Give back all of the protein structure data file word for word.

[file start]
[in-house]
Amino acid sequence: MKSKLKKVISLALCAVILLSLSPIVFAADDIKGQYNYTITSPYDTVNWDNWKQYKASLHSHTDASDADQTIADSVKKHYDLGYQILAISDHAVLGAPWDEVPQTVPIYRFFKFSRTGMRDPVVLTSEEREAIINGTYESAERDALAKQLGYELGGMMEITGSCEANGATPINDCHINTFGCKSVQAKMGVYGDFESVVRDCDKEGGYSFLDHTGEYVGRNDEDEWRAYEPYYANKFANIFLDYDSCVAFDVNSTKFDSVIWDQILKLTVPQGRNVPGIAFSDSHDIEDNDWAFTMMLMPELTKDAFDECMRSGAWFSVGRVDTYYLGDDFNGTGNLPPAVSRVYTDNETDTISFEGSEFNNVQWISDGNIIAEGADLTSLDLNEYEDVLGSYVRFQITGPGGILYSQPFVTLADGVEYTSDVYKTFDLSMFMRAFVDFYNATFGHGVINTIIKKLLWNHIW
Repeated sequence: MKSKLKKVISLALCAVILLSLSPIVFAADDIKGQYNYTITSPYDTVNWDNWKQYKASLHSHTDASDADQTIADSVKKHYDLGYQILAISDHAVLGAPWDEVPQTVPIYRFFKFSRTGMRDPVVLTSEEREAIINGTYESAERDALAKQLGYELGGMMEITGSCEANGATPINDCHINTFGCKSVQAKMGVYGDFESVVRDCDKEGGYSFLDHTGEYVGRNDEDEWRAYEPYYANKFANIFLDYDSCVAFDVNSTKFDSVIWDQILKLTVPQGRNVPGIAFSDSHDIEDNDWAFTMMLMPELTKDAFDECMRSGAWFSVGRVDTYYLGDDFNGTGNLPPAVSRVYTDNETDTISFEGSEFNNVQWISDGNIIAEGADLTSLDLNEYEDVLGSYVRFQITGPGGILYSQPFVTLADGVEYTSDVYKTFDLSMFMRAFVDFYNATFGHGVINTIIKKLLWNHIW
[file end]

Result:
[in-house]
Amino acid sequence: MKSKLKKVISLALCAVILLSLSPIVFAADDIKGQYNYTITSPYDTVNWDNWKQYKASLHSHTDASDADQTIADSVKKHYDLGYQILAISDHAVLGAPWDEVPQTVPIYRFFKFSRTGMRDPVVLTSEEREAIINGTYESAERDALAKQLGYELGGMMEITGSCEANGATPINDCHINTFGCKSVQAKMGVYGDFESVVRDCDKEGGYSFLDHTGEYVGRNDEDEWRAYEPYYANKFANIFLDYDSCVAFDVNSTKFDSVIWDQILKLTVPQGRNVPGIAFSDSHDIEDNDWAFTMMLMPELTKDAFDECMRSGAWFSVGRVDTYYLGDDFNGTGNLPPAVSRVYTDNETDTISFEGSEFNNVQWISDGNIIAEGADLTSLDLNEYEDVLGSYVRFQITGPGGILYSQPFVTLADGVEYTSDVYKTFDLSMFMRAFVDFYNATFGHGVINTIIKKLLWNHIW
Repeated sequence: MKSKLKKVISLALCAVILLSLSPIVFAADDIKGQYNYTITSPYDTVNWDNWKQYKASLHSHTDASDADQTIADSVKKHYDLGYQILAISDHAVLGAPWDEVPQTVPIYRFFKFSRTGMRDPVVLTSEEREAIINGTYESAERDALAKQLGYELGGMMEITGSCEANGATPINDCHINTFGCKSVQAKMGVYGDFESVVRDCDKEGGYSFLDHTGEYVGRNDEDEWRAYEPYYANKFANIFLDYDSCVAFDVNSTKFDSVIWDQILKLTVPQGRNVPGIAFSDSHDIEDNDWAFTMMLMPELTKDAFDECMRSGAWFSVGRVDTYYLGDDFNGTGNLPPAVSRVYTDNETDTISFEGSEFNNVQWISDGNIIAEGADLTSLDLNEYEDVLGSYVRFQITGPGGILYSQPFVTLADGVEYTSDVYKTFDLSMFMRAFVDFYNATFGHGVINTIIKKLLWNHIW